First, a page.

In this fictional world, everything is black and white. Evil exists and it lives out there in the wilderness, amongst the savages. Only in some passing moments does this world admit the possibility that perhaps sometimes evil might simply be the caricature of someone’s untold story of vengeance and sorrow – but those moments quickly dissolve into a blizzard of sand.
In the end, the only lesson to be learned is that war is absurd and futile, built as it may be upon honest foundations of honor, valor and justice.
A wild fire…
That blossomed in the night but poof!
Was gone before you could embrace it.
It is the way of all things.
One of the coolest innovations I have seen in recent times is Swiftkey Flow. This is a keyboard input method that is geared towards touchscreen devices, where the user enters text by sliding a finger across the letters of the word to be input. With a little help from predictive technology, this method is simple, accurate, fast and intuitive.
On a Samsung Galaxy Note 2, you can enable this on the “Samsung Keyboard” through the “Settings” menu. If you’ve also setup one-handed operations (the keyboard moves over closer to one side) you could be typing long letters or blog posts with just your thumb and your brain for hours.
Compared to other forms of input such as voice, what makes this so compelling is how easy and seamless it is to handle errors. With dictation, there are bound to be mistakes unless you continually keep looking at the screen to see what gets typed (which you wouldn’t want to be doing if you were talking). With the onscreen keyboard, it is completely intuitive to pay attention to the words you have input, and switch back to conventional typing temporarily when there are errors. It doesn’t hurt that Swiftkey normally figures out the right words to enter without the user having to try too hard, so errors are much less frequent. (This normally happens when you hesitate while spelling out the word.)
A few nights ago, I had a rather strange dream. It had something to do with reservations. Reservations for something.
Anyway, reservations worked on a first-come-first-serve basis, and involved pasta. (It might be more appropriate to call it a pasta-based organism.) Here’s how it worked: you would take a single piece of pasta and wait until a couple of tentacles slid out of one end. (This would happen periodically – two tentacles/feelers would slide out and then slide back in.) When this happened, you would quickly catch hold of the tentacles and tie them together in a knot, which would prevent them from sliding back in. And voila! You had a reservation.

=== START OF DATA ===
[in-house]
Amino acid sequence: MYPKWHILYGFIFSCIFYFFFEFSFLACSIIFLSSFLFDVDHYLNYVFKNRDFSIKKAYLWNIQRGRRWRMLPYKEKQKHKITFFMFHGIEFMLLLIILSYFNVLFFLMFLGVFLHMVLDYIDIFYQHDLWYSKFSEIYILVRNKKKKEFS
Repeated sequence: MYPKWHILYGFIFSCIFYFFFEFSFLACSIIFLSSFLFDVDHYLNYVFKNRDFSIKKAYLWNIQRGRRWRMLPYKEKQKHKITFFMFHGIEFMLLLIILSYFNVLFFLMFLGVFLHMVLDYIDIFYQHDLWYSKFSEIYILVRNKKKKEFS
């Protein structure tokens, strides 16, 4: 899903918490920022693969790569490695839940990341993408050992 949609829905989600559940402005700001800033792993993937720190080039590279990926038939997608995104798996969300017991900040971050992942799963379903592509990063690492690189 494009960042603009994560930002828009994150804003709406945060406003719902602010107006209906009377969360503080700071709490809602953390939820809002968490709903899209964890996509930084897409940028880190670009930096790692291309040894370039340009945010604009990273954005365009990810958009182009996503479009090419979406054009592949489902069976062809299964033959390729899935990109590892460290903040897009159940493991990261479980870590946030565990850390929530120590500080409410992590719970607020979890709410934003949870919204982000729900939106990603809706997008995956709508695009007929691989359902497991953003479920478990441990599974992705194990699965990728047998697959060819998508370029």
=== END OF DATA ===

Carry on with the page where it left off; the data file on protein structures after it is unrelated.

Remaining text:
Welcome, year 2013 – the future was here hours ago, and you missed it….
Life is like a computer; sometimes it just needs a reboot. That is the reason why people welcome the new year with such gusto – it’s time to abandon old beliefs and anxieties, and start afresh with a clean slate. Everyone needs a reboot eventually, so this isn’t something to worry about unless the need becomes too frequent. If you find yourself beginning each day with a sense of relief that the previous one is over, then I would gently suggest that you re-install your operating system software instead. Go with Gentoo this time; it’s easier to patch.
Floating on the wind
Alone, silent, smouldering
Peaceful, and yet, determined –
Thus a revolution was born.
The rest of this post is purely hypothetical.
I am going to invent a new language. Every sentence in this language will be composed of a sequence of numbers, and each number – or word – will be a cultural reference, a reference to a quotation, event, activity or just about anything that took place in the history of our world at some point in space and time. Each sentence in this language will carry an immense amount of information within a few, short, simple words.
Eventually, advances in technology will make knowledge ubiquitous, thereby condensing sentences into something as simple as a representation of a sequence of vectors in space-time.
I call this language “Pointerse”.